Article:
Josefina Lundblad JanjicJosefina Lundblad-Janjic is one of only twenty students selected by the Woodrow Wilson National Fellowship Foundation as a Charlotte W. Newcombe Doctoral Dissertation Fellow for 2016 — among the nation’s most prestigious awards for Ph.D. candidates in the humanities and social sciences.

 A native of Gothenburg, Sweden, Josefina talked with us about her journey to and at Berkeley.

 “After high school, I studied for six years in Russia: St. Petersburg, Siberia, the Urals. When my undergraduate advisor in Sweden suggested I consider Berkeley’s Slavic department — the best in the world for Russian literature — I visited and fell in love at first sight. My dream came true when I was accepted into the program in 2010.”

She credits several Berkeley faculty with special mentoring. “Anna Muza and Lisa Little were great supervisors when I was learning to teach. And my dissertation advisor Eric Naiman was incredibly helpful. He urged me to apply for this fellowship, pushing me hard to improve my proposal through five drafts.”

This fellowship is awarded to doctoral candidates who address questions of ethical or religious values. Josefina’s dissertation concerns the ethical dimensions of the literary works of Russian dissident writer, poet, and journalist Varlam Shalamov, who survived almost 20 years in the Soviet Gulag (concentration camps). “I’m taking an unusual ethical approach by looking at his late works not only as witness literature but also as aesthetic artifacts. This is pushing boundaries in good, productive ways.”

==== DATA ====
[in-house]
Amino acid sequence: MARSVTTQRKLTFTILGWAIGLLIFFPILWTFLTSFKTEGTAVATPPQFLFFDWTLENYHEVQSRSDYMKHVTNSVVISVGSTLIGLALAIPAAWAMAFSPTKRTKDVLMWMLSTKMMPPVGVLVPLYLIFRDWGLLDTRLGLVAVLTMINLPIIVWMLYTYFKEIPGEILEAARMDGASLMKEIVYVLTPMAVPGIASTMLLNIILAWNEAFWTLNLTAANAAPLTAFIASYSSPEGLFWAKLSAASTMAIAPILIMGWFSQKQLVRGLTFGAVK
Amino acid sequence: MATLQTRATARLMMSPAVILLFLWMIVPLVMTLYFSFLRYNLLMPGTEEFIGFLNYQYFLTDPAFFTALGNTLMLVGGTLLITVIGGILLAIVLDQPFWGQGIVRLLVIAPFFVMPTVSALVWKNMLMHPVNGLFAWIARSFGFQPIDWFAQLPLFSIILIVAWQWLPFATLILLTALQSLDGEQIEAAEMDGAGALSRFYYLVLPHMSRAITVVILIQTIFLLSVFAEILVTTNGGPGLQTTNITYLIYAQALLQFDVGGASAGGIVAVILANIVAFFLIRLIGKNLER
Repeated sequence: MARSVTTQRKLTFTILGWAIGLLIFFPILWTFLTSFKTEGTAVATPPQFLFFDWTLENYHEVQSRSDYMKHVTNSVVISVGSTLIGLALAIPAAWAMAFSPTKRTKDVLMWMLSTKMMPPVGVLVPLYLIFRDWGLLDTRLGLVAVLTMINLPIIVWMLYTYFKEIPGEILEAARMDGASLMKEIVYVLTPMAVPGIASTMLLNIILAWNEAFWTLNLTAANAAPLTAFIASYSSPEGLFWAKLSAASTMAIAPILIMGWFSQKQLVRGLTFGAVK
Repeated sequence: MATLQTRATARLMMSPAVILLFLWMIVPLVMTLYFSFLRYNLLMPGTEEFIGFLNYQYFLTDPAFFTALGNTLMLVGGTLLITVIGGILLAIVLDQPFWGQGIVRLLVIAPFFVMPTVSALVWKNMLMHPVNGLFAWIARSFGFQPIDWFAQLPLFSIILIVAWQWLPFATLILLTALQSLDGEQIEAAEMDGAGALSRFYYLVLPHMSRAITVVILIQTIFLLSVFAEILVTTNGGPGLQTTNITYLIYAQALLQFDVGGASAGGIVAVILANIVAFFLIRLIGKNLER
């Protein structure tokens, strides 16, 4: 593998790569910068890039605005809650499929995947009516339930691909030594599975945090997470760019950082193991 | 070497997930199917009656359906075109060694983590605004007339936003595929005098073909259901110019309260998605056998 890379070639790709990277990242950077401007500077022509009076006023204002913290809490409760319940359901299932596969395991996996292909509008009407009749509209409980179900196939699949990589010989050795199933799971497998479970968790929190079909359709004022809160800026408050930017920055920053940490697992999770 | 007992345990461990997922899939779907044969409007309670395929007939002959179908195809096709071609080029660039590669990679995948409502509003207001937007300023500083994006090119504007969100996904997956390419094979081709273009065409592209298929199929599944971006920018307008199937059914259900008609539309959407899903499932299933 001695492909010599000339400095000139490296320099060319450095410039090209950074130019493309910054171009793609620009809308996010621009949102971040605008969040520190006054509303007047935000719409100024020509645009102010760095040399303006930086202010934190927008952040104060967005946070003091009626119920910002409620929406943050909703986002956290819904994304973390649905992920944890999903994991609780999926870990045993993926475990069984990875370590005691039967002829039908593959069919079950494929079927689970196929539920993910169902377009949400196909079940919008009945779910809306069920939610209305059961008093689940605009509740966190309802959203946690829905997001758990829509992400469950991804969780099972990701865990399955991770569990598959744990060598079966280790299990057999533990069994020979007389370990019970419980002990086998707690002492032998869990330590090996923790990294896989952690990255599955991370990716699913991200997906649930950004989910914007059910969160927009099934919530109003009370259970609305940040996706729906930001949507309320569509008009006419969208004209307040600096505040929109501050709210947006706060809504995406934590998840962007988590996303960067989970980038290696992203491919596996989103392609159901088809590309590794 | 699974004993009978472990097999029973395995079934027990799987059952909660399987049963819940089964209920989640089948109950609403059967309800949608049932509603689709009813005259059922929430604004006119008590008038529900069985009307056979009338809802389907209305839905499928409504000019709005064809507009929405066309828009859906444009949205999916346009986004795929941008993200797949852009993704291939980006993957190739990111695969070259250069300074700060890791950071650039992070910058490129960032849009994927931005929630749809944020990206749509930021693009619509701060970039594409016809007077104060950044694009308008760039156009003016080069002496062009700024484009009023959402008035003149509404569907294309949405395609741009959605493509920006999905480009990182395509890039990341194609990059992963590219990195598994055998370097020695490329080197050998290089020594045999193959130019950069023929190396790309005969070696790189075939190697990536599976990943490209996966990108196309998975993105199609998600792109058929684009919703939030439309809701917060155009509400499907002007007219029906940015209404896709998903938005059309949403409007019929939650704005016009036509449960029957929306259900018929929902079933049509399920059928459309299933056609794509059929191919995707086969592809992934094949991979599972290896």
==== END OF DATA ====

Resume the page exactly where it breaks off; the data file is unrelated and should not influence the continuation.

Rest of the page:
Asked how the $25,000 fellowship would be used in her final year of dissertation writing, Josefina spoke of relief as the mother of a 17-month-old, being able to devote more time to write without need of teaching another semester. After making more progress on her dissertation, she plans to begin searching for a tenure-track or postdoc position in Russian literature.

Her advice for fellow students? “Graduate school can be a disorienting journey, so it is most important to keep your passion for your research interest and remain true to that focus. I’ve told my students when teaching: School is not about classes and grades – it’s about why you choose to do this, because of discovering a passion and wanting to tell others its importance. If you don’t lose sight of that, you won’t lose yourself.”

The Charlotte W. Newcombe Doctoral Dissertation fellowships, for 12 months of full-time dissertation research and writing, are designed to encourage original and significant study of ethical or religious values in all fields of the humanities and social sciences, and particularly to help Ph.D. candidates in these fields complete their dissertation work in a timely manner.

The stipend is $25,000 for a 12-month period of full-time dissertation writing. The Newcombe Fellowships are administered with the Woodrow Wilson National Fellowship Foundation. Applications and further information are available on the Newcombe fellowship website.  Application deadlines are in November each year.